Keanu’s Samurai Destiny
Thanks to Universal Pictures Australia, we had the chance to see Carl Rinsch’s 47 Ronin before its Australian release. This is our review of the film, but – as usual – no matter what we say, we recommend that you still go to your local cinema and see the film because there is no better critic than yourself!
Inspired by a true Japanese story, 47 Ronin follows Kai (Keanu Reeves) a half-breed who was rescued by a lord at young age who decided to take care of him, despite the concerns of his fellow samurais who would never accept him as one of them, as they think he was a demon.
Years later, the greedy Lord Kira (Tadanobu Asano) intends to take over the land of Ako with the help of a powerful witch. This eventually leads to the harakiri of the noble Lord Asano (Min Tanaka) and also results in an arranged wedding between Asano’s daughter, who is also Kai’s platonic love, and Lord Kira in order to unify the lands. Due to this wedding, dishonour has now come upon all of Asano’s samurais, formerly under the command of master swordsman Ôishi (Hiroyuki Sanada). The noble warriors are all driven from their land and stripped off their titles, becoming ronins; samurais without a master.
The Hollywood machine is back with its habit of making foreign tales into popcorn flicks with the sole purpose of entertaining audiences, something that 47 Ronin manages to aim as the whole ride is a fun 2 hour adventure. However, as a film based on Japanese folklore 47 Ronin doesn’t quite work, for multiple reasons, first of which is the language; it is shocking to hear the whole Japanese cast speaking English from the first minute with not even a hint of Japanese. Not only does this feel odd, it also ruins some performances a bit, since multiple Japanese cast members don’t have great foreign language skills.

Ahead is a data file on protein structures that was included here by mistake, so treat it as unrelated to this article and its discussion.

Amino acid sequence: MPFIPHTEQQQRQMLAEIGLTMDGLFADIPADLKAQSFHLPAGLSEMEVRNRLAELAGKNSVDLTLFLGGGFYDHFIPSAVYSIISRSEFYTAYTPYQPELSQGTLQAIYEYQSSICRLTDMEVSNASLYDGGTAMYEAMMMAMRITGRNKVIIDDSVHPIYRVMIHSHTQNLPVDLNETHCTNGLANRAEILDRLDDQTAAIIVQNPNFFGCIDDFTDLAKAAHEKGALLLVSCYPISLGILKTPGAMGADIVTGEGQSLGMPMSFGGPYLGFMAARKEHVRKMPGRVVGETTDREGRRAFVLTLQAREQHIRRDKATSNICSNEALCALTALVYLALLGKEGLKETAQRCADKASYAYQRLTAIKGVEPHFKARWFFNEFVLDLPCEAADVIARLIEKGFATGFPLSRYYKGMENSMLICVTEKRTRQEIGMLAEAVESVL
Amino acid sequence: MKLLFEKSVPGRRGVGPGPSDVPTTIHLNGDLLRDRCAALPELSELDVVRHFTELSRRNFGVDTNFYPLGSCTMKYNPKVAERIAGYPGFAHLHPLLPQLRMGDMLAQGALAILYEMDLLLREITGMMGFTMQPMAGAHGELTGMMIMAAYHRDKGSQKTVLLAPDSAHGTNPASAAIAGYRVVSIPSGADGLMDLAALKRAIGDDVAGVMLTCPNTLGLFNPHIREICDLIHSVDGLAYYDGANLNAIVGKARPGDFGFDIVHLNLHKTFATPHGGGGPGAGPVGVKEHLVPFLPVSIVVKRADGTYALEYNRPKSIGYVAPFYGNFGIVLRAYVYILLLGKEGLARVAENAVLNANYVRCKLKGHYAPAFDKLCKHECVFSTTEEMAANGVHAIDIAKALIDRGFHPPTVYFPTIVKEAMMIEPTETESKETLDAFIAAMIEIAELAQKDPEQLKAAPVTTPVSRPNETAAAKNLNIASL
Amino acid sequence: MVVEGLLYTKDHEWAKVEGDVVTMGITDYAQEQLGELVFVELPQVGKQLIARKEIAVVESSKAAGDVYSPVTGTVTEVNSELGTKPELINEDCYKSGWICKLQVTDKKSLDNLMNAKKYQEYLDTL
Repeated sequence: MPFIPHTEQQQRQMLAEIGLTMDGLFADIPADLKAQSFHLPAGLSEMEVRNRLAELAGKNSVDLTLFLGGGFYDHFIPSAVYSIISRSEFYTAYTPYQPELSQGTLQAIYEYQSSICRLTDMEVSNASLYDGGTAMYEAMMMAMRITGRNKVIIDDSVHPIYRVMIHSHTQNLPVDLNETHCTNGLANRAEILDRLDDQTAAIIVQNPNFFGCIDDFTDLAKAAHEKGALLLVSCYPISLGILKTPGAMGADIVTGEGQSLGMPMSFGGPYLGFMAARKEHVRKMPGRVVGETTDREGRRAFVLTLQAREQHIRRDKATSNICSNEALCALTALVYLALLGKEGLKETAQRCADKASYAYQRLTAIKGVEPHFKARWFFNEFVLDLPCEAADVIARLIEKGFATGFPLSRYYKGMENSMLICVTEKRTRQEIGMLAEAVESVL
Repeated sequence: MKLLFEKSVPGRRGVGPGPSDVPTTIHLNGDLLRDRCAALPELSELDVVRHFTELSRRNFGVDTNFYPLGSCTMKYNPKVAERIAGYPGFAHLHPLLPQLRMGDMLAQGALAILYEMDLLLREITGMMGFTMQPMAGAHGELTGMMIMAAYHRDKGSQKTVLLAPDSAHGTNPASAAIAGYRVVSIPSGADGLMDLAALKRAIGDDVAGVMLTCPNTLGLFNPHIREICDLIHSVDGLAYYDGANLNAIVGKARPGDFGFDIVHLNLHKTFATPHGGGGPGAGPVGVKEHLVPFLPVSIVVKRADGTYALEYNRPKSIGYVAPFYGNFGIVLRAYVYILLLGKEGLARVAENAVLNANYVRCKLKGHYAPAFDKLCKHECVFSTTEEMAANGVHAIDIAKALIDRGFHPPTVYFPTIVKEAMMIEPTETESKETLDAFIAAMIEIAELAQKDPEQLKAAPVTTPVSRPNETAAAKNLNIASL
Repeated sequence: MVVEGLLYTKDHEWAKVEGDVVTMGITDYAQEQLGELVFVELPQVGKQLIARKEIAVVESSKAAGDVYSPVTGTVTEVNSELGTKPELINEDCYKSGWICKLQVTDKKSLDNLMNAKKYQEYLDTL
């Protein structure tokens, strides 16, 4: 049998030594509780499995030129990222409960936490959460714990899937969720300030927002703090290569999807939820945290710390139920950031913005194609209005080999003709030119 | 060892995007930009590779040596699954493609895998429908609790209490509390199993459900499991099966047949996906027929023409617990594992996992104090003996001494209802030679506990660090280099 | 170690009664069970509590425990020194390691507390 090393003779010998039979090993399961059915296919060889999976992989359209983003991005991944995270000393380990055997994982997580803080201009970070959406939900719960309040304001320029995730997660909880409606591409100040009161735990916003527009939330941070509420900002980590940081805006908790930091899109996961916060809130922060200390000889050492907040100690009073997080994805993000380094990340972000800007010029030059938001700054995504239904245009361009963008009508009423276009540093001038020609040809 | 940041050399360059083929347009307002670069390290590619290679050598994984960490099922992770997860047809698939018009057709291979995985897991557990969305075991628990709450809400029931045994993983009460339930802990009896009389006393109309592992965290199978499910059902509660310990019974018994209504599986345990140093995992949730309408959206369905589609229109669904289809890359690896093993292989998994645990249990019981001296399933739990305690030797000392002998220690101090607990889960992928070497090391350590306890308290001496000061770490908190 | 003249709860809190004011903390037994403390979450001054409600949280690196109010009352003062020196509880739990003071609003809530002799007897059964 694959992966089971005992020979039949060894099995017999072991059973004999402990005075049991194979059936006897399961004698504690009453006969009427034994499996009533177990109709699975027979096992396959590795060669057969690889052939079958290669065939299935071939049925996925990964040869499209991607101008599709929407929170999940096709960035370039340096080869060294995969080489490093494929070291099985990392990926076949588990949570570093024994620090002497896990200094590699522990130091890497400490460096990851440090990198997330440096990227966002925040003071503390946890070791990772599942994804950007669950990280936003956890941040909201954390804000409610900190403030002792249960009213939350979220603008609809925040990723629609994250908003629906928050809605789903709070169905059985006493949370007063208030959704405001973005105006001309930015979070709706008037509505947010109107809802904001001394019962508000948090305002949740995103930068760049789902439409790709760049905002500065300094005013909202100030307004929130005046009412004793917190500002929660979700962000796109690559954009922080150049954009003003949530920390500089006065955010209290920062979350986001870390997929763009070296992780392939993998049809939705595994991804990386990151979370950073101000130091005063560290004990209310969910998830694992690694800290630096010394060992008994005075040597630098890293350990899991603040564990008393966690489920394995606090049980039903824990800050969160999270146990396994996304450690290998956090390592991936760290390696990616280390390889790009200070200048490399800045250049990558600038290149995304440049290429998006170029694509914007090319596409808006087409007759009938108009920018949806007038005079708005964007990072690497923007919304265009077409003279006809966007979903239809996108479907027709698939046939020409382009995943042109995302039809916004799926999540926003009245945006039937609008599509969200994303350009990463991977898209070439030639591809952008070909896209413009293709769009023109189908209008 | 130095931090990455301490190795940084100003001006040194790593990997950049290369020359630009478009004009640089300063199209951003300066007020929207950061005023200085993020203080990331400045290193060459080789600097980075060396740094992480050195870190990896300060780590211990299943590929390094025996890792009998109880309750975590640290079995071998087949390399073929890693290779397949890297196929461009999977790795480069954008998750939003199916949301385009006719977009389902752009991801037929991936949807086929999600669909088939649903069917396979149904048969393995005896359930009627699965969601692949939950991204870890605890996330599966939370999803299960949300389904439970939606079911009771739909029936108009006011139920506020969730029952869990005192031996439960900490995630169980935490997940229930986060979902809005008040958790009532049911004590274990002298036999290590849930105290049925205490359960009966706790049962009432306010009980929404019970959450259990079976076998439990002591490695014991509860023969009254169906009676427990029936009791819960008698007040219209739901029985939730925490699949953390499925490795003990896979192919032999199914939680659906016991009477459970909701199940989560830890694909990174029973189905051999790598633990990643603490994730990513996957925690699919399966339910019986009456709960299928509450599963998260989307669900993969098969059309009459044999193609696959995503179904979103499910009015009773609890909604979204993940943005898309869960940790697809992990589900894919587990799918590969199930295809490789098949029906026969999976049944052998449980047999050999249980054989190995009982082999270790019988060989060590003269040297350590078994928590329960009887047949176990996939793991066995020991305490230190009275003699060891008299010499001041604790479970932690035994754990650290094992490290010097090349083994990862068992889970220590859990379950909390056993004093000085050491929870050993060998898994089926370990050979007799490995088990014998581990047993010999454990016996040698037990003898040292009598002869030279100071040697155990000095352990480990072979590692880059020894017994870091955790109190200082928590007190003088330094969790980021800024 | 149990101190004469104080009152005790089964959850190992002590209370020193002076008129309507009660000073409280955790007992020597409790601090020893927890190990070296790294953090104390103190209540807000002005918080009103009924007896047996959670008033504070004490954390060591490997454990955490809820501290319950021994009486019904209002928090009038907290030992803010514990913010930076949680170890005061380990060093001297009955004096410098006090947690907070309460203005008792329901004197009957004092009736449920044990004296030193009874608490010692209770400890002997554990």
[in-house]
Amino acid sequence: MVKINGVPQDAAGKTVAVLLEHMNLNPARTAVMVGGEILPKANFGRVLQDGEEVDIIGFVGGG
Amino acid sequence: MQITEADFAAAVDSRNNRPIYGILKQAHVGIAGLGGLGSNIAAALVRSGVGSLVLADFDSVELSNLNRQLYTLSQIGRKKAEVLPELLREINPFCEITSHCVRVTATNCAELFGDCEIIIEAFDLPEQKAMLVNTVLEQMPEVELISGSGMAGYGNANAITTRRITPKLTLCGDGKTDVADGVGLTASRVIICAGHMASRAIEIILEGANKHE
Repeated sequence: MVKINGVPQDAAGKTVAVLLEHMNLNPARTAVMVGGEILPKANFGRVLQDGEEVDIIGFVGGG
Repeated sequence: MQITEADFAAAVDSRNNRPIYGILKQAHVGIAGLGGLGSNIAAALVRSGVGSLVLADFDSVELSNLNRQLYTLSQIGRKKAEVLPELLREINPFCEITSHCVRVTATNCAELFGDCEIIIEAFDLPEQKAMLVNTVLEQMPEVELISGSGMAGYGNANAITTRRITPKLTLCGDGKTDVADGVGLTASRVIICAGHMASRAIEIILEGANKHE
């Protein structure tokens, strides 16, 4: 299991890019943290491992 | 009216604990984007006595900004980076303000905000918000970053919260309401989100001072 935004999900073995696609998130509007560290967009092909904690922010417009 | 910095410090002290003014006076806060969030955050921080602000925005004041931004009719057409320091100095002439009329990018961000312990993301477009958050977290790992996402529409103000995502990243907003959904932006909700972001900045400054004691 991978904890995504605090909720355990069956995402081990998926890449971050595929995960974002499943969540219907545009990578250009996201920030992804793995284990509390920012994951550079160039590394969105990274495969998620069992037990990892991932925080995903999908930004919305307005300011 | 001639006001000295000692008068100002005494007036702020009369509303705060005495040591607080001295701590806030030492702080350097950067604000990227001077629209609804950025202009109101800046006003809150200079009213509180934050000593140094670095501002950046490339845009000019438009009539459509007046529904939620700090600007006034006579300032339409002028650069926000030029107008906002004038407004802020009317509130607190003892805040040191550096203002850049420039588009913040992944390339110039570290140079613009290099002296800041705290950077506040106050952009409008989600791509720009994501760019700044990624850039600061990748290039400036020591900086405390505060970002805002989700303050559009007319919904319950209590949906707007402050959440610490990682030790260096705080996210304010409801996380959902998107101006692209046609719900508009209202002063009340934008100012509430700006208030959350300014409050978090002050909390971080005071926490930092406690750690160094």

Another element that samurai films usually have is blood, and lots of it. But in this film nobody bleeds, not even after a Hara-Kiri or after losing their heads, not a single drop! A clear sign that the film was forced to be more family friendly in order to be suitable for a younger audience. During several scenes there are clear hints that the blood was taken away from the film during post production, especially during Lord Asano’s Hara-Kiri as the camera shows him totally clean after stabbing himself, despite wearing white ceremonial clothes.
The battles are pure fun, with some good samurai action that is also mixed with some supernatural powers courtesy of the evil witch and Keanu’s Kai.
From a marketing point of view Keanu Reeves is the star of the film, but his character feels more like a secondary one since it is Hiroyuki Sanada’s Ôishi who carries most of the weight of the film.
Overall, 47 Ronin is a film made with the sole purpose of entertaining, albeit in a family friendly way. It has good Japanese photography, costumes, battles and folklore. If you are expecting to see an American take on a Takashi Miike film or another ‘The Last Samurai’, then you’d better stay away.
47 Ronin is now showing in Australian cinemas